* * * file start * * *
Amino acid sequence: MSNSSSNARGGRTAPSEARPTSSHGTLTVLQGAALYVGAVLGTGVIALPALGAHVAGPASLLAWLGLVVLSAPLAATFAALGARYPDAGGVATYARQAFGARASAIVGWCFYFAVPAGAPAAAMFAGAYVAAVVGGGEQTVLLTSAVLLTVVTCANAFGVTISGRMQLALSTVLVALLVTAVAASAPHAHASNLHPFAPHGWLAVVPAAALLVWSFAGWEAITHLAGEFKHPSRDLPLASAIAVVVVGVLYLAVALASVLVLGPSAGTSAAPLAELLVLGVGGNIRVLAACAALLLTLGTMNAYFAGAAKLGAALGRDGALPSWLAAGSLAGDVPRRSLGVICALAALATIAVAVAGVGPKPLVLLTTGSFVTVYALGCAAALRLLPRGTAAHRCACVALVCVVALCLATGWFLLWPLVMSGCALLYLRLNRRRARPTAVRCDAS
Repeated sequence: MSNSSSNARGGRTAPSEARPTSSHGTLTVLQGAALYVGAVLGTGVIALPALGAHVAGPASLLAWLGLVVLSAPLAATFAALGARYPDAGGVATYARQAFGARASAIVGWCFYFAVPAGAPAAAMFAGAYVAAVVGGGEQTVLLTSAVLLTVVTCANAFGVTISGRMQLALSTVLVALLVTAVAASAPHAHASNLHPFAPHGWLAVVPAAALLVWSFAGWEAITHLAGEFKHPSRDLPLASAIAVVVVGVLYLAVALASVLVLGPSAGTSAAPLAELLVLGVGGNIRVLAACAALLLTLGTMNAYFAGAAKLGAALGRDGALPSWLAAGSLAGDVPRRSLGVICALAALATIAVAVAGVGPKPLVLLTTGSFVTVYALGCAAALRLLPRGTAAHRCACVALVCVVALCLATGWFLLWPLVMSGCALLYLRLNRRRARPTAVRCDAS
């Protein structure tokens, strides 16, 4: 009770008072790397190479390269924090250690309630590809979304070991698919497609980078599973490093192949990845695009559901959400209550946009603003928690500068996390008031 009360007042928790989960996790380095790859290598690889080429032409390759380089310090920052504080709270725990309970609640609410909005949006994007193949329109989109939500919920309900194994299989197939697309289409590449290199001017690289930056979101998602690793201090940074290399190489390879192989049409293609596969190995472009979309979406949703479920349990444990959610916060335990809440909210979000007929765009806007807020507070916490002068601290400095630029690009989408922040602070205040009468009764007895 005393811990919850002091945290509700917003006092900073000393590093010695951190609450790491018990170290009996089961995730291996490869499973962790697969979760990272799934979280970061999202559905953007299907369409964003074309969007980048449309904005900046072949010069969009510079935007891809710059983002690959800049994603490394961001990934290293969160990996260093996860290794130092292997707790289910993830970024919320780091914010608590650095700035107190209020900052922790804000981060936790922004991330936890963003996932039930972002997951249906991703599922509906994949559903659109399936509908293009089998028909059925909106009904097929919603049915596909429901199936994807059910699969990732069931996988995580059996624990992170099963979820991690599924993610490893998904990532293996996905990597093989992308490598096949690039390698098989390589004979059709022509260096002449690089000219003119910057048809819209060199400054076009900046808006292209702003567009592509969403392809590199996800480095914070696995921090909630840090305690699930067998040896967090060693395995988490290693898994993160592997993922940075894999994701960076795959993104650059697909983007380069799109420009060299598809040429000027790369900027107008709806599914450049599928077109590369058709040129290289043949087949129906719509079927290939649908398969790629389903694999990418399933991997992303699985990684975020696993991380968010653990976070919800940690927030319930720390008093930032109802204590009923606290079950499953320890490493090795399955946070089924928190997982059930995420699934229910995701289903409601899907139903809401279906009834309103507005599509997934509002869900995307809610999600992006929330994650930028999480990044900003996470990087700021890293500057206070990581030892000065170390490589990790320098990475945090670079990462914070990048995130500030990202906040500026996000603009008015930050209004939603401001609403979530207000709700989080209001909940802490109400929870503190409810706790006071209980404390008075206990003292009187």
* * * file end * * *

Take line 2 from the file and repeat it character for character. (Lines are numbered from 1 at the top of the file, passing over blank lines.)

Repeated sequence: MSNSSSNARGGRTAPSEARPTSSHGTLTVLQGAALYVGAVLGTGVIALPALGAHVAGPASLLAWLGLVVLSAPLAATFAALGARYPDAGGVATYARQAFGARASAIVGWCFYFAVPAGAPAAAMFAGAYVAAVVGGGEQTVLLTSAVLLTVVTCANAFGVTISGRMQLALSTVLVALLVTAVAASAPHAHASNLHPFAPHGWLAVVPAAALLVWSFAGWEAITHLAGEFKHPSRDLPLASAIAVVVVGVLYLAVALASVLVLGPSAGTSAAPLAELLVLGVGGNIRVLAACAALLLTLGTMNAYFAGAAKLGAALGRDGALPSWLAAGSLAGDVPRRSLGVICALAALATIAVAVAGVGPKPLVLLTTGSFVTVYALGCAAALRLLPRGTAAHRCACVALVCVVALCLATGWFLLWPLVMSGCALLYLRLNRRRARPTAVRCDAS